In 1940, Lucky Jack and Dapper Joe bestrode the Shanghai Badlands like kings, while all around the Solitary Island was poverty, starvation, and war. They thought they ruled Shanghai, but the city had other ideas.
In his new book City of Devils, Paul French, author of the prizewinning true crime Midnight in Peking, does for Old Shanghai what he previously did for Old Beijing: portrays a city through its historical criminals ... Almost no one writing in English today does as much to capture the many faces of Shanghai: futuristic while crumbling, arrogant while insecure, cosmopolitan while provincial ... City of Devils markets itself as 'the story of the rise to power, their downfall, and the trail of destruction they left in their wake,' of the bad boys of the Shanghai Badlands. But it is at least as good a read for the pen portrait it paints of Old Shanghai, as the city ran itself down into the half century of obscurity that would follow under Communism ... City of Devils is a tale for our times.
In the 1930s, Shanghai was an outpost of wealth, culture and vice in a country riven by civil war. Within the port city’s borders was a smaller island, the International Settlement, created by Britain in the 19th century as a beachhead for the opium trade it forced upon the Chinese ... the Settlement and its adjacent neighborhoods, the French Concession and Badlands, were hemmed in by a China 'constantly on the point of collapse, about to fragment into a hundred warring states,' its denizens 'the paperless, the refugee, the fleeing; those who sought adventure far from the Great Depression and poverty; the desperate who sought sanctuary from fascism and communism; those who sought to build criminal empires; and those who wished to forget,' writes British-born author Paul French in his new nonfiction book, City of Devils: The Two Men Who Ruled the Underworld of Old Shanghai ... French conjures out of old records, newspaper clippings and survivors’ memories a true story with the dark resonance of James Ellroy’s novel L.A. Confidential and the seedy glamour of Alan Furst’s between-the-wars mysteries. It’s the tale of two antiheroes, men who had lived several lives by the time they got to Shanghai.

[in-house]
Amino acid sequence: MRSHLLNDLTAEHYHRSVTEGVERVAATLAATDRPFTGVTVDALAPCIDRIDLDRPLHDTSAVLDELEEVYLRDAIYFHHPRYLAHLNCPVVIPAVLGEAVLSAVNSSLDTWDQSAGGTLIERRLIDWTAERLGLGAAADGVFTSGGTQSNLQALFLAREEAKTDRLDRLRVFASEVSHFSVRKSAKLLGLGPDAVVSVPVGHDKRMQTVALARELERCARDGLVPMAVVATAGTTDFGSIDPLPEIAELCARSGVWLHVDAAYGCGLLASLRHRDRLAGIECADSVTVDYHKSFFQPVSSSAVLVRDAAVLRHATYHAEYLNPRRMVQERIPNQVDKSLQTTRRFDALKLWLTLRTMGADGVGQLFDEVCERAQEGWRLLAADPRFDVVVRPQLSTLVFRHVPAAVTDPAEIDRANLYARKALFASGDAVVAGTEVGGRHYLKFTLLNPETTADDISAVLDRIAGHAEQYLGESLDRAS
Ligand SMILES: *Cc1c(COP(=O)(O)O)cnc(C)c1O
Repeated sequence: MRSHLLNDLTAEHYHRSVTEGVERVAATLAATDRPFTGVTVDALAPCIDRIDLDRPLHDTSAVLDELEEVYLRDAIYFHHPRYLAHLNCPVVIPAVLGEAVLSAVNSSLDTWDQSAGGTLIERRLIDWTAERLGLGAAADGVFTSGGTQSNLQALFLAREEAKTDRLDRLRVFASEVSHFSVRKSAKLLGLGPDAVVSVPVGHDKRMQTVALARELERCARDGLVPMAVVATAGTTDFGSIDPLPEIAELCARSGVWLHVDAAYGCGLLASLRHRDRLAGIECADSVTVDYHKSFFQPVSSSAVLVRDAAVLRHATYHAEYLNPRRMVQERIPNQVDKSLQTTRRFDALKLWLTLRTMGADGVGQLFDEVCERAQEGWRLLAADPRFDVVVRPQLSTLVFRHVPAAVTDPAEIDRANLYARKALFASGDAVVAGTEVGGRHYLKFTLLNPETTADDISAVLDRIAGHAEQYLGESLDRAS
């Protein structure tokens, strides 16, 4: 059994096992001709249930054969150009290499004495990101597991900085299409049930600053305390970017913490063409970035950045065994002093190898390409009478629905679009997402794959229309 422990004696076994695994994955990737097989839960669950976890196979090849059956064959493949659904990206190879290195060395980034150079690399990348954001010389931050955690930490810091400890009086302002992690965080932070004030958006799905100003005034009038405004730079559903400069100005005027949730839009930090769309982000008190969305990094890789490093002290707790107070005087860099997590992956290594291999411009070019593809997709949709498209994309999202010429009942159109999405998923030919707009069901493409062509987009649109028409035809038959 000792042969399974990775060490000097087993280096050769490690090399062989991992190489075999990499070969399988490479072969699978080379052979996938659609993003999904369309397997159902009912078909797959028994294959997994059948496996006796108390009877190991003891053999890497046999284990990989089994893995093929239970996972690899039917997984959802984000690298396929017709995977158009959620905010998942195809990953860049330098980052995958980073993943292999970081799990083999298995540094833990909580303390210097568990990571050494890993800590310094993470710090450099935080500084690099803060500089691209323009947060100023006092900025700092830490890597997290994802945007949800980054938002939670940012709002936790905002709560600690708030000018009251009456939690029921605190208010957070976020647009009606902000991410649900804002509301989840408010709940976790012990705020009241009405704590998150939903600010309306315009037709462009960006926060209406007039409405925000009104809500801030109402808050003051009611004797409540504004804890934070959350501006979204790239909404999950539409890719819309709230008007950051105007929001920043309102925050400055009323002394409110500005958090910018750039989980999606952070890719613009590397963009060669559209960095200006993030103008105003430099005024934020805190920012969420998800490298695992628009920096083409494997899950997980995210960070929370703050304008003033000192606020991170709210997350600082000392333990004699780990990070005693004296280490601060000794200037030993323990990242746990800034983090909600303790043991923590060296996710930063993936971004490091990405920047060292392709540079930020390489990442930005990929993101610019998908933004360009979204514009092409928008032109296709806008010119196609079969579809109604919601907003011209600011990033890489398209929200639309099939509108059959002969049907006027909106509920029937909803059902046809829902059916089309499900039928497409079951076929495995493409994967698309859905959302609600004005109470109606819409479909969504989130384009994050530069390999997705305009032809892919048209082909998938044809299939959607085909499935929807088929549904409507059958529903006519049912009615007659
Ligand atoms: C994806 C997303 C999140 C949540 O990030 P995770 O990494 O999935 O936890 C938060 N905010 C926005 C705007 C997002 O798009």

By dint of an enormous amount of research, French follows these two men and dozens of their associates through all the twists and turns of their careers, culminating in the last thing either Farren or Riley ever thought would happen: the two of them joining forces to create 'much of the city's reputation as an international capital of sin and vice.' Much like Old Shanghai itself, this story of the rise to power of two opportunistic grifters had a terminus carved in stone from its very start; no matter how many show girls Farren could bully, no matter how many slot machines Riley owned, the old ramshackle den of crime and dissipation was doomed by the larger geopolitical events coming to a broil outside the paper-weak boundaries of the foreign settlements ... Readers seeking that old glamour and style will now have City of Devils to help them.